Heritable property law in Scotland has undergone a turbulent period of reform within the last 35 years. From introduction of the Land Register in 1979 to the abolition of feudal tenure in the imaginatively named Abolition of Feudal Tenure etc. (Scotland) Act 2000, there has been a clear intention to simplify conveyancing. The Land Registration etc. (Scotland) Act 2012 aims to modernise the law further and will have a major impact on Scottish conveyancing practice on 8 December 2014 when the Act comes into full force. Given that for many Scots, the purchase of heritable property represents the most costly and significant investment they will ever make, any change to heritable property law, whether substantive or administrative, will naturally have a significant impact across society-at-large. So what does the Act do?

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Silence Isn’t Golden When it Comes to Managing Client Relationships

You are in for a treat today, while I’m away at the ILN’s Regional Meeting of the Americas – we have a very special guest post! We’re welcoming Joanne Thorud, the Director of Marketing for the ILN’s Boston member, Davis, Malm & D’Agostine. She’s talking about one of my favorite subjects – client service – and shares with us an excellent post on why communication is so important in keeping clients happy.

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Last week, I attended the Legal Marketing Association New England’s annual regional conference in Boston. The theme of this year’s conference was Simplify to Maximize. There were a dozen programs and over 30 speakers who presented topics focused on cutting through clutter and static and delivering clear and concise messages. One message that resounded in almost every program I attended was communication is key to maximizing client relationships. It is not a new or revolutionary concept, but it is extremely relevant, especially in today’s legal climate.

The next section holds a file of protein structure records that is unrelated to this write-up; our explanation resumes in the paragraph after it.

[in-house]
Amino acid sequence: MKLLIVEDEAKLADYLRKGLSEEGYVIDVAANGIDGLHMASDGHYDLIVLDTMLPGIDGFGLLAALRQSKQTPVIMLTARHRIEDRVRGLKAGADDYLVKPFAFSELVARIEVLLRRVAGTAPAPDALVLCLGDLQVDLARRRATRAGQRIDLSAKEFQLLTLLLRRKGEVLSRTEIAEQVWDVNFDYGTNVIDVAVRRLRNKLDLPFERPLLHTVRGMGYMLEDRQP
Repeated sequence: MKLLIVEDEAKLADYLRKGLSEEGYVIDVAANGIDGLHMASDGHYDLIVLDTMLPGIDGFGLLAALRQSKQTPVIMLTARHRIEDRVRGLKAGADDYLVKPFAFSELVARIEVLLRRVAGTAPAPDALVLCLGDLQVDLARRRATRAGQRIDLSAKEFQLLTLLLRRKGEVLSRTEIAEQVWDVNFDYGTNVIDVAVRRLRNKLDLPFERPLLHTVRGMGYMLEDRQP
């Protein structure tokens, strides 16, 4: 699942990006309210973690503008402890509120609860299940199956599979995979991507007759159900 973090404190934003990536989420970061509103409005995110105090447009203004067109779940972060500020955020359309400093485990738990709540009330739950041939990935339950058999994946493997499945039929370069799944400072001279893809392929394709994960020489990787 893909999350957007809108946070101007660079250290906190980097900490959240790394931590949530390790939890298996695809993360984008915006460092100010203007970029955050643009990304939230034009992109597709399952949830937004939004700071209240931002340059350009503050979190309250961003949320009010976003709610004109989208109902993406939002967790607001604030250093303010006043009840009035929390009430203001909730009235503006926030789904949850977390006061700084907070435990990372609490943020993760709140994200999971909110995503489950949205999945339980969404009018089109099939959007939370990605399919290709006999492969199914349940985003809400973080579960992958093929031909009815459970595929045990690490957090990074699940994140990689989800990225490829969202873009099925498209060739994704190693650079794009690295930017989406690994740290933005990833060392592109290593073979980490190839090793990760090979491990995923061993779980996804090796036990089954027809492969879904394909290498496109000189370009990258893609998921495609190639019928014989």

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Can trusts be trusted in the event of divorce?

Preserving family wealth is uppermost in many families’ minds.  Therefore, knowing how structures created to hold family wealth will perform in the event of a family member divorcing is crucial.
Unfortunately, the treatment of trusts on a beneficiary divorcing is to some extent uncertain.  The legislation is clear enough: anyone with an irrevocable, fixed interest in a trust (e.g. life tenant/capital remainderman) can have their interest transferred to their spouse or child in the event of a divorce or separation.  The terms of ‘nuptial settlements’, be they discretionary or fixed interest, can also be varied to permit a spouse and/or children to benefit.  Therefore, trusts that want to remain outside the divorce courts will take care not to be regarded as nuptial settlements. 
However, this can be difficult to achieve as, if there is some connection between the trust and a spouse to the marriage, in that capacity, the court has shown itself to be capable of some creative thinking if it decides that it needs to find that a trust is a nuptial settlement.  There is no statutory definition of a nuptial settlement for these purposes – the matter is entirely caselaw driven, so the boundaries of what constitutes a nuptial settlement are still being explored.